DevOps is just the beginning
DevOps and Continous Delivery combine some expectations and promises. In addition to the seamless transition from development into production, there is the promise of a generally more efficient development process through the Continous Delivery Pipeline, not at least through the savings of personnel on developers and on the tester side. (DevOps Strategies)
At the beginning, however, there is an investment for the delivery pipeline, along with the introduction of the corresponding development and testing processes. The investment and the creation of the accompanying DevOps strategy is a major challenge for many companies.
This investment can be greatly reduced if a company uses a Server Less Computing platform.
Server Less Computing
Server Less Computing (SLC) is a new buzzword for a cloud-based approach to provide developers with resources in the cloud for the execution of their functional code. When using an SLC platform, it is not necessary for developers to worry about infrastructure capacities, such as virtual machines or storage space. They are also typically no longer bothered with infrastructure CIs, e.g. Server nodes, network components, or middleware.
This applies to both development, test and production environments on SLC platforms.
There is no contact person or DevOps Engineer on the provider’s operating side, in the event that problems occur.
- It is, of course, clear that „Server Less“ is not to be taken literally. It is only that the application developer does not know anything about the server infrastructure.
The major providers of SLC platforms are Google, Amazon and Microsoft. On these platforms, large systems and small applications can be operated equally.
Since the connection to SLC platforms takes place via the Internet, no SLA is possible without additional measures, such as a „Leased Line“.
Strictly speaking, the SLC approach is a NoOps approach because, as described above, the developers have no contact to operational processes. Thus, there is no DevOps engineer in place. The application developers come up with the knowledge about the basic architecture of the respective SLC platform.
This knowledge is similar to the knowledge that mainframe developers have on their mainframe platform.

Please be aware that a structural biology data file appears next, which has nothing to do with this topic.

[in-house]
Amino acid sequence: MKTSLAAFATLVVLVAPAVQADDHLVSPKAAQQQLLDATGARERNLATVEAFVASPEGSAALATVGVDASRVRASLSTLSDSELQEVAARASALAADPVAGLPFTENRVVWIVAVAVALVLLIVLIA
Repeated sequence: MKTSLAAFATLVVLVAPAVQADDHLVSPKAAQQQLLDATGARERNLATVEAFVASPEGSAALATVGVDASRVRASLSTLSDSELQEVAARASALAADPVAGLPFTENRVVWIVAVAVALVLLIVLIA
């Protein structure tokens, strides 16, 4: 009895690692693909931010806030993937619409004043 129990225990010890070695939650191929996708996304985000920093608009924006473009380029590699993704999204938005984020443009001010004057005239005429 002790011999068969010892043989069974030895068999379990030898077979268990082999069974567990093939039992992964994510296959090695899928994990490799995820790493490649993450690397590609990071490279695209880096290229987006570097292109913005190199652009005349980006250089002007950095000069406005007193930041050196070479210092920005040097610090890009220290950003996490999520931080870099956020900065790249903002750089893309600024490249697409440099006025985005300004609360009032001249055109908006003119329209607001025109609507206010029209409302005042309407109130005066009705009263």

Mainframe platforms and SLC platforms have several aspects in common:
- The complete abstraction of the underlying hardware,
- The availability of different development and test environments besides the production environment
- A mechanism for the seamless transition of an application from development to test into the production environment.
- The proprietary nature. Applications as a whole cannot be easily ported between the SLCs.
It is therefore to be expected that SLCs develop into „Cloudframes“.
This proprietary nature has ended the use of mainframes in many areas where lower security and throughput requirements could not justify the high cost of a mainframe. Instead, small and fast systems were used for client-server systems. This was done at the cost of additional infrastructure expenses for the quick creation.
However, the disadvantages of the closed systems Cloudframes / SLCs is largely compensated:
- Scalability – by the modular nature and the possibility to develop modularized applications. Such a WEB-based application can then be developed and operated in parallel on several SLCs
- For SLC platforms different price models exist, which are very favorable depending on the availability and the useful life.
- The developers have the choice to opt for a single Cloudframe, or distribute different modules on Cloudframes from different vendors
- A uniform interface to the user exists for all SLC platforms. This is the WEB browser for all stationary and mobile devices.